Cities have always had to conform to their natural surroundings. Traditional Moroccan housing was designed with open air courtyards to help with ventilation in the dry and hot climate. While in Iceland, turf houses covered in grass— the original “green buildings”— offered superior insulation in cold weather compared to those made only of wood or stone.
Nature-based solutions have played a crucial role in cities’ design for centuries, but rapid urbanization is putting natural resources to the test.
The UN estimates that over the next 30 years, an additional 2.4 billion people are likely to live in urban areas, 68 percent of the global population in 2050, with most of this shift occurring in the global south. Currently, a third of city inhabitants are estimated to live in slums and informal settlements, often without access to proper housing and basic services. Poor and unplanned urbanization impact resource use, biodiversity and climate.
The United Nations Environment Programme (UNEP) cities’ unit is releasing a new set of guidelines for policymakers and city practitioners for integrated and sustainable neighbourhood design with an emphasis on community needs. These guidelines aim at guiding policy development and practical application in new developments and in the regeneration of existing neighbourhoods.
“Sustainable cities and communities start with sustainable neighbourhoods,” said Martina Otto, head of the cities’ unit at UNEP. “By emphasising the importance of local context, design and integration, we aim to inspire stakeholders involved in urban planning to think sustainably about the daily needs of people in their neighbourhoods. In response to the COVID-19 pandemic and the climate, nature and pollution crisis, reconsidering present urban development paradigms is all the more important and mixed-use, green and interconnected neighbourhoods are a stepping stone for the needed transformation.”
An eco-city in Nepal
One of the cities that UNEP is working with is Lalitpur, in Nepal’s Kathmandu valley. When it was built about 1720 years ago, city planners ensured that open spaces, water availability and ground water recharge were inclusive.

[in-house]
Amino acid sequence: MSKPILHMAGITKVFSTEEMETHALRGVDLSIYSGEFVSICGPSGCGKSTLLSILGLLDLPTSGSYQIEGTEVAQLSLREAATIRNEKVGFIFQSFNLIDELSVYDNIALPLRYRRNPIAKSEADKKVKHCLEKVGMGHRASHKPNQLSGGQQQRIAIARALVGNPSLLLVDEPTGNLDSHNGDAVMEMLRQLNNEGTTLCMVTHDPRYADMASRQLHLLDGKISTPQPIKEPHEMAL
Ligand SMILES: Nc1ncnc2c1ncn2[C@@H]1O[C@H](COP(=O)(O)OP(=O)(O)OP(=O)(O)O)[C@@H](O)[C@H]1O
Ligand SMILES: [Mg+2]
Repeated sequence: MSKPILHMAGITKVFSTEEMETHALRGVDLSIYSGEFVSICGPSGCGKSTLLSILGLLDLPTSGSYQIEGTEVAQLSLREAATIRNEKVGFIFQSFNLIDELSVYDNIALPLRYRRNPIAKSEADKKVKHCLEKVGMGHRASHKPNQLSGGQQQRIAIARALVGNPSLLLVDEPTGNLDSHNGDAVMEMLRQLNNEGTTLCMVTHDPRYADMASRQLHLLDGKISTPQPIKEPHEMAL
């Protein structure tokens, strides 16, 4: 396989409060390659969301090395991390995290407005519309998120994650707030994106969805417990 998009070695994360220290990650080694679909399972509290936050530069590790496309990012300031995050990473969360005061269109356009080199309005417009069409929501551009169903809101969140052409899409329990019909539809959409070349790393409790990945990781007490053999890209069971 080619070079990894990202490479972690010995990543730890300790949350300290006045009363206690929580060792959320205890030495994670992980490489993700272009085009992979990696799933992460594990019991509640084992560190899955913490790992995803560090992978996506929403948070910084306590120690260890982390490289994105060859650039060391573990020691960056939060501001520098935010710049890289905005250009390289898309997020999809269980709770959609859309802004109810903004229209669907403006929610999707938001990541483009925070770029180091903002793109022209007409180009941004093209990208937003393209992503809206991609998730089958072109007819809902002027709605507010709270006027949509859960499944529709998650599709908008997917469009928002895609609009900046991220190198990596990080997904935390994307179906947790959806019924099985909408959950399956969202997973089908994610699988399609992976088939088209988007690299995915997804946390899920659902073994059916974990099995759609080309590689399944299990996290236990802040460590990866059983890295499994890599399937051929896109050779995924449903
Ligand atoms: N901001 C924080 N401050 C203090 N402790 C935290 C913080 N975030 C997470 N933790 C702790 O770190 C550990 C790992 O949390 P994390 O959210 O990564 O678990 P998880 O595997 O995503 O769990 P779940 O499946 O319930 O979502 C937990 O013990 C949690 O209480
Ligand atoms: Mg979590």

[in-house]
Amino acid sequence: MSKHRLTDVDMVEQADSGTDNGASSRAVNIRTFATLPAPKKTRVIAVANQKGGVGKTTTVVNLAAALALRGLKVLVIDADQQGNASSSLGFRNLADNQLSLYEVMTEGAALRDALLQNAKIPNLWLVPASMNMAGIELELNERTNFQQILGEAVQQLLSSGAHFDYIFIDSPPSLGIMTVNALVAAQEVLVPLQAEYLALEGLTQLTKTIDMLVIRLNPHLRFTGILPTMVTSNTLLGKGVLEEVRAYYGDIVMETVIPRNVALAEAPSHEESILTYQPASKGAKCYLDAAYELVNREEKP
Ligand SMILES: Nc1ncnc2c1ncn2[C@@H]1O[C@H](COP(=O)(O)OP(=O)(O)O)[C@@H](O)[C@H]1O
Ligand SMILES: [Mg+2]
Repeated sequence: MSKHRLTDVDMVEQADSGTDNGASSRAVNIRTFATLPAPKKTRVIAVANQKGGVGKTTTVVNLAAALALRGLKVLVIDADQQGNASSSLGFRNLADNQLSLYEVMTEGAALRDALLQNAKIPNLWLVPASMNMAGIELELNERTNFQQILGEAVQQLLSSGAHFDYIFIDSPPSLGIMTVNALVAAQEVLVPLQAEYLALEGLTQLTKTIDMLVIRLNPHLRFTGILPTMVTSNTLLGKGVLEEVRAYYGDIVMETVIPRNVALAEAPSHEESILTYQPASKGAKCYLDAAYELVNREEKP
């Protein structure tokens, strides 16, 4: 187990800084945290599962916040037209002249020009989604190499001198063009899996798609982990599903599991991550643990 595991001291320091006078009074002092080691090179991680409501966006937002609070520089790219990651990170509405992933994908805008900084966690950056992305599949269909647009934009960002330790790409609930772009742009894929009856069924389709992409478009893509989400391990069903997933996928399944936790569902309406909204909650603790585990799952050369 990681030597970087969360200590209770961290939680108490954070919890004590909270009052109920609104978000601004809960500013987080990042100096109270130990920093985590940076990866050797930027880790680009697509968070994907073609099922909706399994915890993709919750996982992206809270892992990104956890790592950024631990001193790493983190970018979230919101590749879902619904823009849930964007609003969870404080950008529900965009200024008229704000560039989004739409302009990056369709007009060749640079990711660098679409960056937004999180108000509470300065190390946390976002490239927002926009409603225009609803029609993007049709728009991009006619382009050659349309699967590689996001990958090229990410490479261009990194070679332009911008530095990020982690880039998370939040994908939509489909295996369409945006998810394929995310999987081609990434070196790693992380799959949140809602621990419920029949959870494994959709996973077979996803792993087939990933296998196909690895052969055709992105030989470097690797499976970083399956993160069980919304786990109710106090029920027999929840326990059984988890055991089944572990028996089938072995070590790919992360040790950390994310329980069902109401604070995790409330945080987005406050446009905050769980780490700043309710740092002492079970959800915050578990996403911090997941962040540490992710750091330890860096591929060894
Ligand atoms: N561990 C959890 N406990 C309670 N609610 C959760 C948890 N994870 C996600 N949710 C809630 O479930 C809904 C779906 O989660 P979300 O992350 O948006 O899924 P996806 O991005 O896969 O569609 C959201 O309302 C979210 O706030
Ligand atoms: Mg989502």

But urbanization and inadequate growth management deteriorated the quality of life in new neighbourhoods. Today, Lalitpur is heavily dependent on fossil fuels, with many residents lacking basic facilities, like water supply and sanitation, and with few green spaces.
UNEP is working with the city government to reinstate Lalitpur as an eco-city. Starting with three neighbourhoods, the consort will construct seven parks, install smart, solar lights; reduce waste to landfill; cut down open burning; and give residents access to health facilities in their neighbourhoods, among other benefits.
“Lalitpur is restoring the resilient and resource-efficient forms of urbanism on the basis of its history and local knowledge, with the goal of becoming a clean and sustainable city,” said Lalitpur Metropolitan City Mayor, Chiri Babu Maharjan. “We have built 4.7 km of bicycle lanes to link the northern and southern parts of the city, and installed bicycle stands in the historic Patan Durbar Square. Thanks to this, the air pollution in the city center has greatly improved, and with that, the health and well-being of our citizens.”
On the move in Medellin
UNEP is also working with the city of Medellin in Colombia on the neighbourhood of Moravian the 1960s, millions of internally displaced Colombians set up homes in Moravia, which at the time held the municipal landfill site. The living conditions were dangerous and many residents suffered serious health consequences from the toxic fumes.
While the neighbourhood has made many advances in sanitation and urban planning since then, city authorities are determined to do more. Medellin is establishing “habitat and mobility corridors” that will simultaneously address mobility issues while creating green spaces and biodiversity. The corridors will be pathways for cyclists and pedestrians to access recreational places such as the local soccer field and cultural centres, but also provide habitats for native animals and plants. They should also have a positive impact on the microclimate by reducing heat and creating shade.
“Neighbourhoods are windows for immediate action,” said André Confiado, who works on Sustainable Cities for UNEP. “They are big enough to bundle interrelated components and give way to a coherent urban fragment, yet small enough to achieve results in a foreseeable time period. The approaches suggested in UNEP’s Integrated Guidelines for Sustainable Neighbourhood Design, and the training we propose to participating cities will contribute to the Global Environment Facility funded Sustainable Cities Impact Programme”.